Castration-resistant prostate cancer (CRPC) is disease progression despite chemical castration, indicated by rising levels of prostate-specific antigen (PSA). Patients with metastatic castration-resistant prostate cancer (mCRPC) have a poor prognosis with survival rate of less than 2 years. Prostate cancer preferentially metastasizes to bone.As the disease transits from castration sensitive to castration resistant, the incidence of bone metastasis increases, with more than 90% of patients with mCRPC developing bone metastases. Symptomatic patients with mCRPC are at high risk for spontaneous fracture and spinal cord compression, causing significant pain and poor quality of life. A paucity of therapeutic options is available for mCRPC. But, recent developments in our understanding of the disease have resulted in several new therapies that show promise in improving overall survival rates.
Agents generally use in India and those undergoing clinical trials for the treatment of mCRPC were reviewed. Recent contributions to the understanding of prostate biology and bone metastasis were discussed as well as how the underlying mechanisms may represent opportunities for therapeutic intervention. New drugs with various combinations were tried on 980 patients in last 3years.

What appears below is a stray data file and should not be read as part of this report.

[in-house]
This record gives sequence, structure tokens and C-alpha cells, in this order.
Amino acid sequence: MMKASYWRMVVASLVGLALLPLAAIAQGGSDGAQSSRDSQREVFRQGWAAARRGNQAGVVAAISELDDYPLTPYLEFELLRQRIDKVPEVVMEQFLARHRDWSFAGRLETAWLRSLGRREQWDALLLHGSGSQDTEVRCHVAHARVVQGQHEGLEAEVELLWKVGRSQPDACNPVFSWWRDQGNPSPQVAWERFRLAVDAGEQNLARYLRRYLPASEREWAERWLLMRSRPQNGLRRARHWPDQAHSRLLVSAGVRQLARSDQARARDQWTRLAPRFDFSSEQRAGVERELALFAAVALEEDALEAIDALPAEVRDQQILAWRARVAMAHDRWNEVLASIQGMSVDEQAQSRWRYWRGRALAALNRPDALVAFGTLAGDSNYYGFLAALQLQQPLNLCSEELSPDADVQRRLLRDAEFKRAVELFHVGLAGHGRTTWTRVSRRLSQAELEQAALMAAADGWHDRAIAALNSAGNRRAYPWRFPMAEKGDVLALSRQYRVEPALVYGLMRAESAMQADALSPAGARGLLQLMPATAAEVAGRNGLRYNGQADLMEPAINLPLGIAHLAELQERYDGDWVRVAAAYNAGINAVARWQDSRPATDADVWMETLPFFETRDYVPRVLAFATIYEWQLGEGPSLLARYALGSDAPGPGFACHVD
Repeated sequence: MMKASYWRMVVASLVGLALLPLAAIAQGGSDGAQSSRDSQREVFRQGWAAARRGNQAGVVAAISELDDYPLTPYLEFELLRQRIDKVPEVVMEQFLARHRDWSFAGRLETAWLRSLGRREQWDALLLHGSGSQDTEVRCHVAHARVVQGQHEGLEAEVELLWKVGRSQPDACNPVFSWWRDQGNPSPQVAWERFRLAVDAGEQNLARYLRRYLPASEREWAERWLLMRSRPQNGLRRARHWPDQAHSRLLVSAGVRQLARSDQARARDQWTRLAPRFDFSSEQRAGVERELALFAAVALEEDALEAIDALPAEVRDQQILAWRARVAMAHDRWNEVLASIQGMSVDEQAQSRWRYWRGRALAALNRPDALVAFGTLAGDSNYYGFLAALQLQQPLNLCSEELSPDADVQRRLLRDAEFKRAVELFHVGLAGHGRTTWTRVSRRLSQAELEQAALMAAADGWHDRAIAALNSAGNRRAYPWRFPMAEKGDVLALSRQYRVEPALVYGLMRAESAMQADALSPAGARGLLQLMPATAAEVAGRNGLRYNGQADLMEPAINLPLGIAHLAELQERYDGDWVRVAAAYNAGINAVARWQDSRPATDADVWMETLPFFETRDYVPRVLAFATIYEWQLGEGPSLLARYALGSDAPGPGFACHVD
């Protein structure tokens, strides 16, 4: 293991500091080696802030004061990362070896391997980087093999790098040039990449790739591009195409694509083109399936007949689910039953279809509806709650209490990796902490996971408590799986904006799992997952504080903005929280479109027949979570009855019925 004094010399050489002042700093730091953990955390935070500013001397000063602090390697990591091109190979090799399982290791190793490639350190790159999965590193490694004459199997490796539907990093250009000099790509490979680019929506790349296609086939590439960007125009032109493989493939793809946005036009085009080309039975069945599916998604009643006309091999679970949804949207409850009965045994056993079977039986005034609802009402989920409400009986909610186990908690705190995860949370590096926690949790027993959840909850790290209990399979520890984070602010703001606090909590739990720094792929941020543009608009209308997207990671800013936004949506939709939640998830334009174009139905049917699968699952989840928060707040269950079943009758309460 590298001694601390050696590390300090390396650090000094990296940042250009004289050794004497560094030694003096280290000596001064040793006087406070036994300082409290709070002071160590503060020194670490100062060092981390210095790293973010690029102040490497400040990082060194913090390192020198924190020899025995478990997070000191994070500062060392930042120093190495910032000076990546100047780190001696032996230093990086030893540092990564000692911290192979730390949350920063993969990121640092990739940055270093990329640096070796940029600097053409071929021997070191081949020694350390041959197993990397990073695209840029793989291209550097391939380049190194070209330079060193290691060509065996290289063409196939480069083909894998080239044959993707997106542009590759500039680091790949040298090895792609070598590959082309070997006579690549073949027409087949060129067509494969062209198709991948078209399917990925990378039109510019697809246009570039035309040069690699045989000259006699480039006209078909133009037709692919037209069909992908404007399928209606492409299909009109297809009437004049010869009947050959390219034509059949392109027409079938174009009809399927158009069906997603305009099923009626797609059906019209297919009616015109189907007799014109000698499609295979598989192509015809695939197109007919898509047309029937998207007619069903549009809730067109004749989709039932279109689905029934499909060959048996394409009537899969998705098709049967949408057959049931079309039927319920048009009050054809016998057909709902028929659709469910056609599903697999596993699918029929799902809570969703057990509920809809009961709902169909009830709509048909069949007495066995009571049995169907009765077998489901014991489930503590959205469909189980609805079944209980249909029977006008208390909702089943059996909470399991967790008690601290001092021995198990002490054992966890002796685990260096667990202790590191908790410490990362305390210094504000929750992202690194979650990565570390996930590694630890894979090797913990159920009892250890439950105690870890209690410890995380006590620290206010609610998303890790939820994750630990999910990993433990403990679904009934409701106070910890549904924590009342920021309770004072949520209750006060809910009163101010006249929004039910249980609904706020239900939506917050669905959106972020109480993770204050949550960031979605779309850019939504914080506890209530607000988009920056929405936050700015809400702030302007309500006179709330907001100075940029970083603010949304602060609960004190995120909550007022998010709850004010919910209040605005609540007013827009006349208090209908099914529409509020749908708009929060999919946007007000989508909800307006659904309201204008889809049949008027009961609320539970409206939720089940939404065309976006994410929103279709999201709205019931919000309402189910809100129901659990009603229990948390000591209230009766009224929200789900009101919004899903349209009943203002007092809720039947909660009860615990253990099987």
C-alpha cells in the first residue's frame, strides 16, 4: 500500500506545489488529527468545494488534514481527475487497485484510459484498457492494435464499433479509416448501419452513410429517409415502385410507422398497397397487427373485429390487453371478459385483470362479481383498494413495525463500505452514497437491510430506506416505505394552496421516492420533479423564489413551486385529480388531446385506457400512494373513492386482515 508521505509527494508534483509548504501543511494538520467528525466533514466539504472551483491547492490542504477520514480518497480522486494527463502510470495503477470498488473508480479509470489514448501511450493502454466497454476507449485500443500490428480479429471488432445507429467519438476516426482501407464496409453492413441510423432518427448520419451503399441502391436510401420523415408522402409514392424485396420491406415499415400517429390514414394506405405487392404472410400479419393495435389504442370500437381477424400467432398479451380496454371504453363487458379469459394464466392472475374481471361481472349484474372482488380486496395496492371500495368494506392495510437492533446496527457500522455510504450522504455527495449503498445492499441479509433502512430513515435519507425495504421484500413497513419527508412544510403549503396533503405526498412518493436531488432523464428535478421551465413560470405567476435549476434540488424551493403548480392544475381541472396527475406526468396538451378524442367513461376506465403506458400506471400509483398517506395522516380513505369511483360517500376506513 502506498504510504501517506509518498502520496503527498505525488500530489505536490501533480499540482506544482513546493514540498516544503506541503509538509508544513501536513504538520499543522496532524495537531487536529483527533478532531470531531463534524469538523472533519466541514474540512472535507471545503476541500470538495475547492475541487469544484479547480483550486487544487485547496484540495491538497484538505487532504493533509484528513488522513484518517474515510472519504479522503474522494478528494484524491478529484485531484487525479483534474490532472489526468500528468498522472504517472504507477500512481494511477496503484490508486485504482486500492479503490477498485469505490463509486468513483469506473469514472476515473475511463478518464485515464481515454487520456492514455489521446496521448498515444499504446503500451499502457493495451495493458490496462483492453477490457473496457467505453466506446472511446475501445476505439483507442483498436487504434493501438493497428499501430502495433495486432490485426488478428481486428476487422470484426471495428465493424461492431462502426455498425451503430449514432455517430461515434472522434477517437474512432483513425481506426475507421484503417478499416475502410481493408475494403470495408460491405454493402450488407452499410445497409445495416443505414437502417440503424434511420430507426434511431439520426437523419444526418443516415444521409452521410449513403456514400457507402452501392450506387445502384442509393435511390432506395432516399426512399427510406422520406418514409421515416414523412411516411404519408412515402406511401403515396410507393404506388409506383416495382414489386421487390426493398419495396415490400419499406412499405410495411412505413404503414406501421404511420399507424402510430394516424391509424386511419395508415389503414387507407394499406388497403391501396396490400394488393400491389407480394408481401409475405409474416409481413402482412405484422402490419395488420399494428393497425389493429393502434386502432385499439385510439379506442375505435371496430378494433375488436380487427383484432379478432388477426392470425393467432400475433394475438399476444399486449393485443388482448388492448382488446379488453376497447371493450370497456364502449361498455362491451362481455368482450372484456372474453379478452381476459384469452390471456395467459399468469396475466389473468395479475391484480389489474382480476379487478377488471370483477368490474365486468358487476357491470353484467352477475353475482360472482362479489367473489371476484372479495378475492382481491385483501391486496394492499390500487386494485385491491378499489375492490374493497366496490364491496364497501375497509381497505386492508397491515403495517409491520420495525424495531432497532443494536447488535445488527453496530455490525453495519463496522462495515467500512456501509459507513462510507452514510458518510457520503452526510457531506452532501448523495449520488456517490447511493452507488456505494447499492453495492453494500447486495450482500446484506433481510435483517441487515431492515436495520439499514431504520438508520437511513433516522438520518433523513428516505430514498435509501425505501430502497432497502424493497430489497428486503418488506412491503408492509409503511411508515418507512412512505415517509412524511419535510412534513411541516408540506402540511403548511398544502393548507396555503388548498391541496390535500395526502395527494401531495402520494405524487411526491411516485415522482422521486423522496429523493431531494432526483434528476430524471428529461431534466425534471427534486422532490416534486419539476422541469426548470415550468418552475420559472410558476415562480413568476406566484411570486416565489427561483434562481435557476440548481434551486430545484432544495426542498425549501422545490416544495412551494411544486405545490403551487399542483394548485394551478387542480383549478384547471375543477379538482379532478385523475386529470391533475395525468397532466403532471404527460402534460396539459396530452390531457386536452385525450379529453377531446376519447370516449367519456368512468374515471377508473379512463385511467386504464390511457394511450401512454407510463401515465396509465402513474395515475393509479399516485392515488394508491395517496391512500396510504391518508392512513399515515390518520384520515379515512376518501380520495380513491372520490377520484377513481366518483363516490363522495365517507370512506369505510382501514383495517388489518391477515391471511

New and emerging treatments that target androgen synthesis (Abiraterone acetate), Taxane-derived chemotherapies (Docetaxel & Cabazitaxel) and targeting the genetically stable host microenvironment to make mCRPC more visible to cytotoxic T cells (Sipulecuel-T) improves overall survival rates. Determining how factors derived from the primary tumor can promote the development of premetastatic niches and how prostate cancer cells parasitize niches in the bone microenvironment, thus remaining dormant and protected from systemic therapy, could yield new therapies to treat mCRPC.
The emergence of novel treatments for mCRPC, combined with improved patient stratification and optimized therapy sequencing, suggests that significant gains may be made in terms of overall survival rates for men diagnosed with this form of cancer.
Clinical trial identification
All authors have declared no conflicts of interest.